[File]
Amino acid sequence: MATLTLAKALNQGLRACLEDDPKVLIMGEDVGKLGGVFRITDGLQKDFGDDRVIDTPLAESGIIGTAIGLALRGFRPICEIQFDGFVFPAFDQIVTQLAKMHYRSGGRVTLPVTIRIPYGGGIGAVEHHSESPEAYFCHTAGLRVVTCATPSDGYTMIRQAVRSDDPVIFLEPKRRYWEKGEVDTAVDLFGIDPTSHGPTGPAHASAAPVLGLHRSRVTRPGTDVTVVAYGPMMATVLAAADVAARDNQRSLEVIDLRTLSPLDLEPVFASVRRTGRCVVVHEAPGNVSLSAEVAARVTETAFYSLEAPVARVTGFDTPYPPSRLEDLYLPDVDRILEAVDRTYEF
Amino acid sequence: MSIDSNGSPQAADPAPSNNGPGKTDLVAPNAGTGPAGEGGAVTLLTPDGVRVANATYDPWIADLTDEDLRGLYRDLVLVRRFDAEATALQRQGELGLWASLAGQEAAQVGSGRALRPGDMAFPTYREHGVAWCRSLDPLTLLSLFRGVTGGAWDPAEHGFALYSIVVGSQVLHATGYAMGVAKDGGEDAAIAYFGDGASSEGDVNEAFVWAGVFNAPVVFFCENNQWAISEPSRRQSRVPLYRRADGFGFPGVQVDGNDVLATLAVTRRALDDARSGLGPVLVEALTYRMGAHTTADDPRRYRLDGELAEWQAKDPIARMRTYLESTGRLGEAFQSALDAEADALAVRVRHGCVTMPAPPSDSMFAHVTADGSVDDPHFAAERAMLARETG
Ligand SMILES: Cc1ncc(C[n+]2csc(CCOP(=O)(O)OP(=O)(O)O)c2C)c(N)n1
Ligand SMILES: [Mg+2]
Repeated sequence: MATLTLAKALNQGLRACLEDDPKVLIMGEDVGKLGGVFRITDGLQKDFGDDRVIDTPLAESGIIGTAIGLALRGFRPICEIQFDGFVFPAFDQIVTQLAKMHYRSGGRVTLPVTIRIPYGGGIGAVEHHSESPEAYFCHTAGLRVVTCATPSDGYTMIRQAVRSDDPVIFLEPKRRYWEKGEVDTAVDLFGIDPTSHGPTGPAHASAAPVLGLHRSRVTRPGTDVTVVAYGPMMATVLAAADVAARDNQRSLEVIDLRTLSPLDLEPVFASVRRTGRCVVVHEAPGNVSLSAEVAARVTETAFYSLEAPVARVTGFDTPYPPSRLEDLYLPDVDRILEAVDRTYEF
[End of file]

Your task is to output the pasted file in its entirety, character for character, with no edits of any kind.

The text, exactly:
Amino acid sequence: MATLTLAKALNQGLRACLEDDPKVLIMGEDVGKLGGVFRITDGLQKDFGDDRVIDTPLAESGIIGTAIGLALRGFRPICEIQFDGFVFPAFDQIVTQLAKMHYRSGGRVTLPVTIRIPYGGGIGAVEHHSESPEAYFCHTAGLRVVTCATPSDGYTMIRQAVRSDDPVIFLEPKRRYWEKGEVDTAVDLFGIDPTSHGPTGPAHASAAPVLGLHRSRVTRPGTDVTVVAYGPMMATVLAAADVAARDNQRSLEVIDLRTLSPLDLEPVFASVRRTGRCVVVHEAPGNVSLSAEVAARVTETAFYSLEAPVARVTGFDTPYPPSRLEDLYLPDVDRILEAVDRTYEF
Amino acid sequence: MSIDSNGSPQAADPAPSNNGPGKTDLVAPNAGTGPAGEGGAVTLLTPDGVRVANATYDPWIADLTDEDLRGLYRDLVLVRRFDAEATALQRQGELGLWASLAGQEAAQVGSGRALRPGDMAFPTYREHGVAWCRSLDPLTLLSLFRGVTGGAWDPAEHGFALYSIVVGSQVLHATGYAMGVAKDGGEDAAIAYFGDGASSEGDVNEAFVWAGVFNAPVVFFCENNQWAISEPSRRQSRVPLYRRADGFGFPGVQVDGNDVLATLAVTRRALDDARSGLGPVLVEALTYRMGAHTTADDPRRYRLDGELAEWQAKDPIARMRTYLESTGRLGEAFQSALDAEADALAVRVRHGCVTMPAPPSDSMFAHVTADGSVDDPHFAAERAMLARETG
Ligand SMILES: Cc1ncc(C[n+]2csc(CCOP(=O)(O)OP(=O)(O)O)c2C)c(N)n1
Ligand SMILES: [Mg+2]
Repeated sequence: MATLTLAKALNQGLRACLEDDPKVLIMGEDVGKLGGVFRITDGLQKDFGDDRVIDTPLAESGIIGTAIGLALRGFRPICEIQFDGFVFPAFDQIVTQLAKMHYRSGGRVTLPVTIRIPYGGGIGAVEHHSESPEAYFCHTAGLRVVTCATPSDGYTMIRQAVRSDDPVIFLEPKRRYWEKGEVDTAVDLFGIDPTSHGPTGPAHASAAPVLGLHRSRVTRPGTDVTVVAYGPMMATVLAAADVAARDNQRSLEVIDLRTLSPLDLEPVFASVRRTGRCVVVHEAPGNVSLSAEVAARVTETAFYSLEAPVARVTGFDTPYPPSRLEDLYLPDVDRILEAVDRTYEF